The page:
Pilot phase of an internet-based RCT of HIVST targeting MSM and transgender people in England and Wales: advertising strategies and acceptability of the intervention
BMC Infectious Diseases, 2019; 19: 699 (doi:10.1186/s12879-019-4247-1).
Authors: T. Charles Witzel, Michelle M. Gabriel, Leanne McCabe, Peter Weatherburn, Mitzy Gafos, Andrew Speakman, Roger Pebody, Fiona M. Burns, Chris Bonell, F.C. Lampe, D.T. Dunn, Denise Ward, Justin Harbottle, Andrew N. Phillips, Sheena McCormack, Alison J. Rodger
Background: The SELPHI study (An HIV Self-Testing Public Health Intervention) is an online randomised controlled trial (RCT) of HIV self-testing (HIVST). The aim of this study was to assess the feasibility of recruiting UK men who have sex with men (cis and trans) and trans women who have sex with men to the SELPHI pilot, and the acceptability of the HIVST intervention used among those randomised to receive a kit.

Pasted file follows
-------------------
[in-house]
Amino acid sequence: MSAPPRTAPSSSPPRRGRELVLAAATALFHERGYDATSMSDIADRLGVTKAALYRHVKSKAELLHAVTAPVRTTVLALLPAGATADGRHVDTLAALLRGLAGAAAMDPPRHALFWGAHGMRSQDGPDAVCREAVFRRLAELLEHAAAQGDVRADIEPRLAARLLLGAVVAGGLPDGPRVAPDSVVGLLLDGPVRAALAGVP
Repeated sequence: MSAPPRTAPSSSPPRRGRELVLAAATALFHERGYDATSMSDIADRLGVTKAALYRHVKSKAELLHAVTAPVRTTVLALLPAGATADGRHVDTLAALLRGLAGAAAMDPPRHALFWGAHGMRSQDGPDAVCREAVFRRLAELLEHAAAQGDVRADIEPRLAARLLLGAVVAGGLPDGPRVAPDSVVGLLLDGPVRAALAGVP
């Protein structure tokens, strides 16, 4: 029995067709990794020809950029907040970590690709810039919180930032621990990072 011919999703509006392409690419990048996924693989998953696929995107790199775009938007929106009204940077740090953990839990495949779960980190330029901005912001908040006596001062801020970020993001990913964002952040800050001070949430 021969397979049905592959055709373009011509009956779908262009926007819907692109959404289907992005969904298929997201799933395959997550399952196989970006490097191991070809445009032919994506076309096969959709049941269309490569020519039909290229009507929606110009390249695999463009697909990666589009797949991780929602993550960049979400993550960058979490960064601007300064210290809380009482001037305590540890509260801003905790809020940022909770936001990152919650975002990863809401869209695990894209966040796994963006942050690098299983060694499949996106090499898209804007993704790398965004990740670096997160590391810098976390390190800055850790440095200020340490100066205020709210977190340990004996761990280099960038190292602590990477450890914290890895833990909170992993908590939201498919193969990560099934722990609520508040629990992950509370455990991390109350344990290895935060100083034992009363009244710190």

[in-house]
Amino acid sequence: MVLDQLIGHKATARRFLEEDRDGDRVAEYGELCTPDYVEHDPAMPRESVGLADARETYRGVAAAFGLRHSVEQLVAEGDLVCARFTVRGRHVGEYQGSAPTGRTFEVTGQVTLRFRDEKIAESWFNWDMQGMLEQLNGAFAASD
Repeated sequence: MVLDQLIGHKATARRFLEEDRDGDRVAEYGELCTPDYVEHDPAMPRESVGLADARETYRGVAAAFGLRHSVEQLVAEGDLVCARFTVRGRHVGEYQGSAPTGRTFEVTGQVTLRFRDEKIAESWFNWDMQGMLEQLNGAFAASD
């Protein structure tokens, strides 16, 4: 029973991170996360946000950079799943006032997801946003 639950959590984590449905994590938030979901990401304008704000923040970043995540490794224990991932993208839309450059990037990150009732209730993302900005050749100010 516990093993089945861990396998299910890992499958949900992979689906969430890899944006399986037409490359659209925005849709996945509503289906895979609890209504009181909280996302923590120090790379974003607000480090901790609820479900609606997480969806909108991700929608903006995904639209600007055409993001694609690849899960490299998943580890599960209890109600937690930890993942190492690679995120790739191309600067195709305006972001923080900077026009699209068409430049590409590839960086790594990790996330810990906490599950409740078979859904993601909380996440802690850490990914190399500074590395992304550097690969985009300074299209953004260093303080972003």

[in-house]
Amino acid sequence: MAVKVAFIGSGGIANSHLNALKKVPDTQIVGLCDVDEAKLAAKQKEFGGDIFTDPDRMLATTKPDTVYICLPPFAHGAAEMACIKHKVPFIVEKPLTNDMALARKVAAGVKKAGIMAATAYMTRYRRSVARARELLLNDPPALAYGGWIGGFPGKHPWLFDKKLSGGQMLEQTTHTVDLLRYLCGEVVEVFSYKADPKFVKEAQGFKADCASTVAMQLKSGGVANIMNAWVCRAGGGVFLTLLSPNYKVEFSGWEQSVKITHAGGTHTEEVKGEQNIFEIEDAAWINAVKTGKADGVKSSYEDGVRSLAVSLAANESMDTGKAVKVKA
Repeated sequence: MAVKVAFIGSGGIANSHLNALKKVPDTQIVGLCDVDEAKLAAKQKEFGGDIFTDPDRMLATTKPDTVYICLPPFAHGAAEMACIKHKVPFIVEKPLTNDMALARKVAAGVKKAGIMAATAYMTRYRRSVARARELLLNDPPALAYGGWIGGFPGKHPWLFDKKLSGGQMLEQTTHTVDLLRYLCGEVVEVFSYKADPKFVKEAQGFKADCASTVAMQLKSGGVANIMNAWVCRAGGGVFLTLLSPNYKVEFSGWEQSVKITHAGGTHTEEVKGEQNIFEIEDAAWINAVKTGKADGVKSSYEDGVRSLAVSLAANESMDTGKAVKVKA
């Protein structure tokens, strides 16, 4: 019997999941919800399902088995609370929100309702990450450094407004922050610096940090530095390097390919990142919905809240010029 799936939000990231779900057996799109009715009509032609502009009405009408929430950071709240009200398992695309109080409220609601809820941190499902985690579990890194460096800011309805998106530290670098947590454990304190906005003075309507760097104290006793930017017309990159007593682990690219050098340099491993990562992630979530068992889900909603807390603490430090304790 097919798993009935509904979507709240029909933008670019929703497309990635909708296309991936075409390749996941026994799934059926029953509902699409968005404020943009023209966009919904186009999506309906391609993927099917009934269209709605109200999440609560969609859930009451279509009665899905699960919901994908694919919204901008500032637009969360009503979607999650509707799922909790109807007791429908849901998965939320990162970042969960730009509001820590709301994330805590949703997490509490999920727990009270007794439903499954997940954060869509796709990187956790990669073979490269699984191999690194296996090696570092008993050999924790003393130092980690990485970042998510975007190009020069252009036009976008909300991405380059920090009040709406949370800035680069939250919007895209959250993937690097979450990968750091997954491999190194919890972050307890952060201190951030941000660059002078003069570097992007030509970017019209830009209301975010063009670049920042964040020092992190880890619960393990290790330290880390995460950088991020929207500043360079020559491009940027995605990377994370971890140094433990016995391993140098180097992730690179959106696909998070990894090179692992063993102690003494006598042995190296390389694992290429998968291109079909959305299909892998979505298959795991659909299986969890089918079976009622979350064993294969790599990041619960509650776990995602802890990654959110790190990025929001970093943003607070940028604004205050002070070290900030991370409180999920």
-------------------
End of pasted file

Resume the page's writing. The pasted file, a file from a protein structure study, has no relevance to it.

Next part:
Methods: A mixed-methods approach to assessing trial feasibility and intervention acceptability was taken, using quantitative data from advertising sources and RCT surveys alongside qualitative data from a nested sub-study.
Results: Online recruitment and intervention delivery was feasible. The recruitment strategy led to the registration of 1370 participants of whom 76% (1035) successfully enrolled and were randomised 60/40 to baseline testing vs no baseline testing. Advertising platforms performed variably. Reported HIVST kit use increased from 83% at two weeks to 96% at three months. Acceptability was very high across all quantitative measures. Participants described the instructions as easy to use, and the testing process as simple. The support structures in SELPHI were felt to be adequate. Described emotional responses to HIVST varied.
Conclusions: Recruiting to a modest sized HIVST pilot RCT is feasible, and the recruitment, intervention and HIVST kit were acceptable. Research on support needs of individuals with reactive results is warranted.
Keywords: HIV self-testing, Men who have sex with men, Transgender people, Randomised controlled trial, Online service delivery, Implementation science, Process evaluation.